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  • MaintenanceCosts This looks really surprisingly different from the Blazer EV. It's more boring, but it's also more Honda, and for that reason alone it will be taken a lot more seriously in US markets.
  • ToolGuy I found this interesting; you might too: https://youtu.be/asb4jLWWTbQ
  • SCE to AUX Q: "How do you fix automotive media?A: The same way you fix the auto show.That is to say: Don't live in the past, believing every story is original with you. Offer something insightful and useful to your audience that they can't get anywhere else.The auto show allows consumers to sit inside many vehicles under one roof, without sales pressure - something unavailable anywhere else. That's it. The media should accept that the auto show offers nothing new for them anymore, and the auto show should stop pretending that it does.Good examples:[list][*]I've flamed Posky many times, but his long background stories can be thought-provoking and informative. I may not always agree with some of the posturing, but at least they dig deeper than someone's press release.[/*][*]Alex on Autos has some of the best video reviews. He wastes absolutely no time getting to the substance, and his formula is reliable. He packs a lot into 25 minutes.[/*][*]Everyday Reviews: This likeable couple/family covers the daily life aspects of new cars they test - child car seats, user interface, fuel economy, and so on. No hype - just useful.[/*][/list]Bad examples:[list][*]DragTimes: In a 20-minute video, you get 1 minute of racing and 19 minutes of bromance talk. I keep hoping it will improve, but it doesn't.[/*][*]Road and Track's web page is heavily tilted toward unaffordable niche sports cars and racing, with a few feature articles on daily drivers. I visit, but it feels like I'm in a Porsche dealership.[/*][/list]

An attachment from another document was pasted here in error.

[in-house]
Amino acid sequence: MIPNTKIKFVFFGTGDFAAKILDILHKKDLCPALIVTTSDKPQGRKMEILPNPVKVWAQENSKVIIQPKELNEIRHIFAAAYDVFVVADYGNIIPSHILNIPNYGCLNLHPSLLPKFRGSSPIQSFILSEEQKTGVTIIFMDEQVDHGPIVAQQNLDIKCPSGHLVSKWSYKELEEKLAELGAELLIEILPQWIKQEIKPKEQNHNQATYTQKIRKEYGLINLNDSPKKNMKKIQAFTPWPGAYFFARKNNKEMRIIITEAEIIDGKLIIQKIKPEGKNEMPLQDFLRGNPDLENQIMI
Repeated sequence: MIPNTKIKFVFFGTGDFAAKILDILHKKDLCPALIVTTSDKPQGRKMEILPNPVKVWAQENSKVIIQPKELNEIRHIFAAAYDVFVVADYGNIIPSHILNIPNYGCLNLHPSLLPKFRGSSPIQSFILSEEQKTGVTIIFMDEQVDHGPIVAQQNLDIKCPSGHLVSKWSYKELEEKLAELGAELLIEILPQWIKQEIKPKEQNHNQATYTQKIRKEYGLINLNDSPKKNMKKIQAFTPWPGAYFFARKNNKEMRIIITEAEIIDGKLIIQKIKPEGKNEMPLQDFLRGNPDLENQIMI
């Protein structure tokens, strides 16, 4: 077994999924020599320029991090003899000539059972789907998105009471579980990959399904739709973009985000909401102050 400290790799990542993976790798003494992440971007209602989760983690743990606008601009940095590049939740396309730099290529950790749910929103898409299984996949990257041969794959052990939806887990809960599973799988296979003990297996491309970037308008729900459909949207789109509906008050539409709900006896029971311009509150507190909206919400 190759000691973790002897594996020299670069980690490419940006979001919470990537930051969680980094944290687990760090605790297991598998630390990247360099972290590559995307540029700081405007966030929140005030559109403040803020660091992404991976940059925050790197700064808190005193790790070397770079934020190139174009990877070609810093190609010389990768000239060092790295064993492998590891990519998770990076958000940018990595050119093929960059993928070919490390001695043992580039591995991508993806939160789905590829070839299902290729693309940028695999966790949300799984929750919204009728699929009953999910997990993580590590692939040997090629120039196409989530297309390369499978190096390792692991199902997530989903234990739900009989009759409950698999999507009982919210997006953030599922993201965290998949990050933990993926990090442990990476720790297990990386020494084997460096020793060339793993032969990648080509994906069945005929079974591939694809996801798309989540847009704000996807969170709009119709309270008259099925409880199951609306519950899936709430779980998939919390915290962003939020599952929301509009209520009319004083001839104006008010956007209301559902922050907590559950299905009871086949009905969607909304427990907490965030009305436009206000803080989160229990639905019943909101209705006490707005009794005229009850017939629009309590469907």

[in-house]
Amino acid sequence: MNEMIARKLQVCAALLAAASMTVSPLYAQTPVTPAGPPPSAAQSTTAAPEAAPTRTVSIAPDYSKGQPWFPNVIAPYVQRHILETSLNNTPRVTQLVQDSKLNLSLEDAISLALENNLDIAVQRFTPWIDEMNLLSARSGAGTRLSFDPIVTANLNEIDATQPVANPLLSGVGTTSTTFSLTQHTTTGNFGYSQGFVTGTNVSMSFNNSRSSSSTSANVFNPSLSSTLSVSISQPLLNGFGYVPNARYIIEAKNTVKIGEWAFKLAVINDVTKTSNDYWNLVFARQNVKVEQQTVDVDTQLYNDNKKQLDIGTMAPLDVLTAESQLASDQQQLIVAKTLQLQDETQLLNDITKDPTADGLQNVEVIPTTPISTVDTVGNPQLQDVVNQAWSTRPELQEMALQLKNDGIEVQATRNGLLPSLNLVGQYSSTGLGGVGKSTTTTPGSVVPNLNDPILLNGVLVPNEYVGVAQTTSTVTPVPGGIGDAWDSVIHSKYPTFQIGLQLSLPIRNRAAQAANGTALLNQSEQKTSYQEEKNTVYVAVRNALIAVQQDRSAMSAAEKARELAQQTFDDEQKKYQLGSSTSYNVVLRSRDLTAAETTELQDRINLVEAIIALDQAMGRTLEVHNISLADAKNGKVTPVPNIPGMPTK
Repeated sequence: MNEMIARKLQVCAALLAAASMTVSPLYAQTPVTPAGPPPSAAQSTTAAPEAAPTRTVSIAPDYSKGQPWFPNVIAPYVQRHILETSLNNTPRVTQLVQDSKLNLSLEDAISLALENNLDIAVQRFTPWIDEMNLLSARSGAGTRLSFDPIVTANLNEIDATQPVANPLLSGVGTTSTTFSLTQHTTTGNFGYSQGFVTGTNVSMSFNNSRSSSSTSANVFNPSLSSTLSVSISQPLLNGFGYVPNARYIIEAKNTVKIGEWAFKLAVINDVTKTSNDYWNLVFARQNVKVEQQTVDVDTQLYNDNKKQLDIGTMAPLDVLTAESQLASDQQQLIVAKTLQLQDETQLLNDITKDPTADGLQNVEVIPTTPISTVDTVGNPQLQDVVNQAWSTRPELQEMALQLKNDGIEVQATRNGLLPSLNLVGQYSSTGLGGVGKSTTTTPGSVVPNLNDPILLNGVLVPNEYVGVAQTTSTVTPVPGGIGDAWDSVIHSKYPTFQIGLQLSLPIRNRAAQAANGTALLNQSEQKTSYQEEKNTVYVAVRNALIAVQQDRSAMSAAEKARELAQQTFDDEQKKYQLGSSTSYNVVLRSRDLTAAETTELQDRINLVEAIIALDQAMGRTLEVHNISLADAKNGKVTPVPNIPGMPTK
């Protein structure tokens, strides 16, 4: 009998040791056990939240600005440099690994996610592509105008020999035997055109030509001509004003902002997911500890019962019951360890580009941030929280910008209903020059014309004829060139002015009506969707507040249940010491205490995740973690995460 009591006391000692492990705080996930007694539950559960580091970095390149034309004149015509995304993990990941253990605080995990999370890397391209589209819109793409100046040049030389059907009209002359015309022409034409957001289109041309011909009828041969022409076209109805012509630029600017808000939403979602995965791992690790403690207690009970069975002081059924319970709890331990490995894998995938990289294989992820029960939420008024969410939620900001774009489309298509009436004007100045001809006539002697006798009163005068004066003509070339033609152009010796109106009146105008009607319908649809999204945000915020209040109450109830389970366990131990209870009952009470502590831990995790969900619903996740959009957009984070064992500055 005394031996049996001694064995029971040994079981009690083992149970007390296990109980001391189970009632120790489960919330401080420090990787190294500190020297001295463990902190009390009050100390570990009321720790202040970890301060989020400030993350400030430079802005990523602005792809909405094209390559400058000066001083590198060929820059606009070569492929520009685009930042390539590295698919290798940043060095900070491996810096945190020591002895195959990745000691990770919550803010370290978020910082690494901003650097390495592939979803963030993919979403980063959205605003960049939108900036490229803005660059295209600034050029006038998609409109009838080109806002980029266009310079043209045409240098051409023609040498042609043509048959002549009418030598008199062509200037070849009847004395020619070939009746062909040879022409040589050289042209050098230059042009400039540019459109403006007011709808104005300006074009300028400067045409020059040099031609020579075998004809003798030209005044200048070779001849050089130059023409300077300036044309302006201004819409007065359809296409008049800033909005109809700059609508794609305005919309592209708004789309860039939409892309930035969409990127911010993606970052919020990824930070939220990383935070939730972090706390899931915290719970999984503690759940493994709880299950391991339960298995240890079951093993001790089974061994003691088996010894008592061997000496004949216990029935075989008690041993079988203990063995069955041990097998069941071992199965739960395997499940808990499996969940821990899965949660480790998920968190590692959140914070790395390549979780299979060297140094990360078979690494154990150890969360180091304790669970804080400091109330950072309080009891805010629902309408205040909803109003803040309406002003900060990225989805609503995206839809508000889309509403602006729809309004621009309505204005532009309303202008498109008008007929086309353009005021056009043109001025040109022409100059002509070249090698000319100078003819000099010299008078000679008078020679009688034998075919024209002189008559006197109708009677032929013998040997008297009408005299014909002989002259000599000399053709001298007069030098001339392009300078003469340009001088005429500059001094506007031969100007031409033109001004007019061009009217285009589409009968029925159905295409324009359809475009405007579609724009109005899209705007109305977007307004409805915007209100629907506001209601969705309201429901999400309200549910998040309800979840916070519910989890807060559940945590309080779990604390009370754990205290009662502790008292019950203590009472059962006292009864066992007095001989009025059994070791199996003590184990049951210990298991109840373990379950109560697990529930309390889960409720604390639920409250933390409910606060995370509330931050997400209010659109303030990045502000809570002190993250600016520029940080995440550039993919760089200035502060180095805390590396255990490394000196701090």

• BSttac Honestly automotive journalism is all but dead. Its mostly bloggers with a left based agenda. Cnet and the Drive especially had some really horrible bloggers. Road and Track also has some terrible bloggers so it would not surprise me if they are next. Just look at most bloggers complain about going to an automotive show when they dont realize its not even for them. Very spoiled and out of touch individuals
  • Jkross22 I forgot to include Bring a Trailer. It's so enjoyable to revisit cars from different eras and to read what the most knowlegable have to say about those types of cars.